Despite the relatively large number of publications in the area of ACC inhibition, there have been few disclosures reporting the effects of long-term administration of ACC inhibitors on metabolic syndrome-related endpoints. Recently, two disclosures reported the results of studies of the balanced ACC1/ACC2 inhibitor 2 in mouse models of metabolic syndrome [48,49]. In the first study, 2 was administered in chow to ob/ob mice at doses of 50 and 100 mg/kg for 8 weeks. Treatment with 2 resulted in increased glucose and triglyceride levels and decreased insulin levels in blood. The AUC and peak glucose response in an oral glucose tolerance test (OGTT) were also increased. After 6 weeks, the 100 mg/kg dose group was lowered to 20 mg/kg. This resulted in normalization of triglyceride and glucose levels, but insulin levels remained low. Body weight decreased in the 100 mg/kg dosing group, but food intake remained approximately the same for all the animals in the study. It was concluded that 2 worsened the diabetic phenotype in ob/ob mice, but the authors indicated that the origin of this effect was unclear .
The second study with 2 was performed in diet-induced obese (DIO) C57Bl6/J mice. Compared to control DIO mice, mice treated with 2 showed significantly less weight gain over the course of the 6-week study. However, mice treated with 2 had liver triglyceride and total cholesterol levels that were identical to untreated DIO mice. In a glucose infusion clamp study, the glucose infusion rate was slightly higher for the treated animals (~10%) than for the untreated DIO mice. The study concluded that treatment with 2 had a moderate effect on improving the diabetic phenotype of DIO mice .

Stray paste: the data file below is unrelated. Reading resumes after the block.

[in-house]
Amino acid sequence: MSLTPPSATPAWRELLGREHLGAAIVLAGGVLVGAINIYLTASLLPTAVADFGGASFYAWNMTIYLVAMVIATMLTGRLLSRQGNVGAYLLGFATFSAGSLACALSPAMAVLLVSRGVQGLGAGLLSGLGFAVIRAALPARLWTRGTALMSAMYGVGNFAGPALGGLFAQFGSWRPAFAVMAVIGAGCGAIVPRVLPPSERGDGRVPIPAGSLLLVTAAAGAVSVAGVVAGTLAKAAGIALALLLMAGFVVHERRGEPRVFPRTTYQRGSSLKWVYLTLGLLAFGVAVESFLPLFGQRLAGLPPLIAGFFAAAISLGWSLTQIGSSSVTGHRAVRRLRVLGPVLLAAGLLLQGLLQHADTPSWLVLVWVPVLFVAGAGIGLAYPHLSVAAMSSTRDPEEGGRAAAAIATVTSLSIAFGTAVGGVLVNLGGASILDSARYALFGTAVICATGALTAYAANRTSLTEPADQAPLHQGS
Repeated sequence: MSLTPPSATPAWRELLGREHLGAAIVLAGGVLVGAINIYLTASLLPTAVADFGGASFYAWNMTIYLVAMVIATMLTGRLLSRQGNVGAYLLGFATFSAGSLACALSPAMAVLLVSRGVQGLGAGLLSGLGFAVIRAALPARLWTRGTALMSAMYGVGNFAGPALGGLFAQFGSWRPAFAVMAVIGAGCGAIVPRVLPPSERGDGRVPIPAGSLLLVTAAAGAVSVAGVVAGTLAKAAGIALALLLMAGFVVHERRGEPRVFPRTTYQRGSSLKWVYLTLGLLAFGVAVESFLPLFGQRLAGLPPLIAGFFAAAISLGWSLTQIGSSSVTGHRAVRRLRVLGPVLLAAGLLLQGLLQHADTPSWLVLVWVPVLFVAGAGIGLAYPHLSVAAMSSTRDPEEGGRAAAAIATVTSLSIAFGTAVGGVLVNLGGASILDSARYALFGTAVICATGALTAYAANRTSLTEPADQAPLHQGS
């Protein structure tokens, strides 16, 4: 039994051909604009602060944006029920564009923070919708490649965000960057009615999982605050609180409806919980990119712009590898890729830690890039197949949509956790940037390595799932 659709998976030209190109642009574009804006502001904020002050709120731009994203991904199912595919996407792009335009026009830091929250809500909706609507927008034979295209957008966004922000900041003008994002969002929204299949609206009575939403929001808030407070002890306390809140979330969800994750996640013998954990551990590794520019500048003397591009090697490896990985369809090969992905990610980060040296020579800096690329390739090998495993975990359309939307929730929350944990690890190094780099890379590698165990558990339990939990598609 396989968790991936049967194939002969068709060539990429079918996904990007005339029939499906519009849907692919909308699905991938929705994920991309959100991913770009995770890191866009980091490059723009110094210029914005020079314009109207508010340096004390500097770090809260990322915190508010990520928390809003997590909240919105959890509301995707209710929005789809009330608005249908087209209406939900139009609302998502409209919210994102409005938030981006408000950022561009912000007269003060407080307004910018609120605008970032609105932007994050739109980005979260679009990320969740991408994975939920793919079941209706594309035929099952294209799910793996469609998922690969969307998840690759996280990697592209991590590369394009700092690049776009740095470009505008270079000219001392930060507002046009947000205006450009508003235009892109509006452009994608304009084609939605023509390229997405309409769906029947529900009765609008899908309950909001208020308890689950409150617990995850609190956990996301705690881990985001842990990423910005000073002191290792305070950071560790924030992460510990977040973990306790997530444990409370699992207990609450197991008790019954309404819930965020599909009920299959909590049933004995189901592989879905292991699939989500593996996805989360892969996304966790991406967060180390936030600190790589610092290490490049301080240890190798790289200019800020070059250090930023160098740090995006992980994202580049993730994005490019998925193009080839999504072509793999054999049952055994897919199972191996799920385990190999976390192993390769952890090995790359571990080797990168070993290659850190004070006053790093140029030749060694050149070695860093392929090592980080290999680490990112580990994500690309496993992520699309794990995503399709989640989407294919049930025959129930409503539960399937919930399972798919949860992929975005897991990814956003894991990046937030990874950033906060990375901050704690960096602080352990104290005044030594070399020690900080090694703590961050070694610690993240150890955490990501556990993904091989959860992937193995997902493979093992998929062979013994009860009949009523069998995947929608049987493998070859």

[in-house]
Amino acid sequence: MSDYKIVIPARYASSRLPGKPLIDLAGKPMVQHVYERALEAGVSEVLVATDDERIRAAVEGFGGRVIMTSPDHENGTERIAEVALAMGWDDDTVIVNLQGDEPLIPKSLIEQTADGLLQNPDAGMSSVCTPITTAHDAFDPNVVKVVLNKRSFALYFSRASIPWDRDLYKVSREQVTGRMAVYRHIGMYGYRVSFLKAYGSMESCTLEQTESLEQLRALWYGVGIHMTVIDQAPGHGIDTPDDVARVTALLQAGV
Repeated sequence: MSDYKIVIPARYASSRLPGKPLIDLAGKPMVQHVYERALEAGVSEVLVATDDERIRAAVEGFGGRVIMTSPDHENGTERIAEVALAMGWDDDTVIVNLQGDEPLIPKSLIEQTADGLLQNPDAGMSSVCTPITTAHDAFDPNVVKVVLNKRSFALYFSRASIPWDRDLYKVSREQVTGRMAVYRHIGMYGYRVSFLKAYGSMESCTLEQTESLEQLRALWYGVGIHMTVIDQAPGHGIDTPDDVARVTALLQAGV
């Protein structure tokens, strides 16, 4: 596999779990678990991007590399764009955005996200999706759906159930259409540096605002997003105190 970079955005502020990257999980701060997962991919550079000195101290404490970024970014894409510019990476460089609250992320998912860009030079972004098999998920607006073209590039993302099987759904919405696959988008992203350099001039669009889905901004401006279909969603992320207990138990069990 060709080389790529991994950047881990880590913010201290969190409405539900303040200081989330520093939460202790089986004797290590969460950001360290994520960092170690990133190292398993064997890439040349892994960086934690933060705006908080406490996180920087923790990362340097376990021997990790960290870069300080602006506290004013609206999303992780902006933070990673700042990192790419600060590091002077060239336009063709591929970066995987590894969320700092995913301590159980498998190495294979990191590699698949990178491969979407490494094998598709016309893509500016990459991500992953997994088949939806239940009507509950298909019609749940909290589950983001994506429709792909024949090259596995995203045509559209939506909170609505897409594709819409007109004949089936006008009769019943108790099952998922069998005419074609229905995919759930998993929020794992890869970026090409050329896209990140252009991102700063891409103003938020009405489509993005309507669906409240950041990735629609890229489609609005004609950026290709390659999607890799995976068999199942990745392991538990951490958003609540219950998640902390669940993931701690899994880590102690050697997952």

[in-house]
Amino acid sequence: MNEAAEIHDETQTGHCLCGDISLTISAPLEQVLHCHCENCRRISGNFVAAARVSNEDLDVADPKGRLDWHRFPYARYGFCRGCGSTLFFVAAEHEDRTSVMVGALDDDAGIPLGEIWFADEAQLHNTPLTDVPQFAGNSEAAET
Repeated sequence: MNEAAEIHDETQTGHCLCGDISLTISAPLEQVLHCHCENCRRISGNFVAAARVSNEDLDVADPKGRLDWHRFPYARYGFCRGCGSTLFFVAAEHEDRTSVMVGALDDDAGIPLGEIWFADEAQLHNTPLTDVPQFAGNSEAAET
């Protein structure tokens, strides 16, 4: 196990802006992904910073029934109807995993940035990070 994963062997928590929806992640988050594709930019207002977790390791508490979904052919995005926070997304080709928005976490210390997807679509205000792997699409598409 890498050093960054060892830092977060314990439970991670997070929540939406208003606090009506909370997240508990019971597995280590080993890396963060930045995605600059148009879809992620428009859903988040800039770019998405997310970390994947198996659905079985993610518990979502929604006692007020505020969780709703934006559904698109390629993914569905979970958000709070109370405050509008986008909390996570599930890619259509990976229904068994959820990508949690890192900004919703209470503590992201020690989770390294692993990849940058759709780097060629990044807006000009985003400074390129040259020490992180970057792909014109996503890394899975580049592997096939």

In addition to these studies with 2, the effects of the dual ACC1/ ACC2 inhibitor 1 in in vivo efficacy studies in high-fat-fed C57Bl6/J mice have been reported . In mice fed a high-fat chow diet, 1 administered in-diet (50 and 100 mg/kg/day) dose-dependently reduced body weight gain relative to a high-fat chow-fed control group. Mice treated with 1 also had significantly higher levels of p-hydroxybutyrate than the high-fat-fed control group, indicating a shift in energy utilization to increased fatty acid metabolism in these mice. Additionally, fasting plasma insulin levels were lower in mice treated with 1 than in the high-fat control group, and in a glucose infusion rate study, mice dosed with 1 showed an improved response relative to the high-fat mice. Interestingly, the level of hepatic malonyl-CoA was found to be lower in the group dosed with 50 mg/kg of 1 than it was in the animals that were fed normal chow, while animals receiving 100 mg/kg of 1 had identical malonyl-CoA levels to the animals fed normal chow. The study concluded that treatment with 1 resulted in favorable effects on diabetic symptoms in DIO mice.
Was this article helpful?
A Hard Hitting, Powerhouse E-book That Is Guaranteed To Change The Way You Look At Your Health And Wellness... Forever. Everything You Know About Health And Wellness Is Going To Change, Discover How You Can Enjoy Great Health Without Going Through Extreme Workouts Or Horrendous Diets.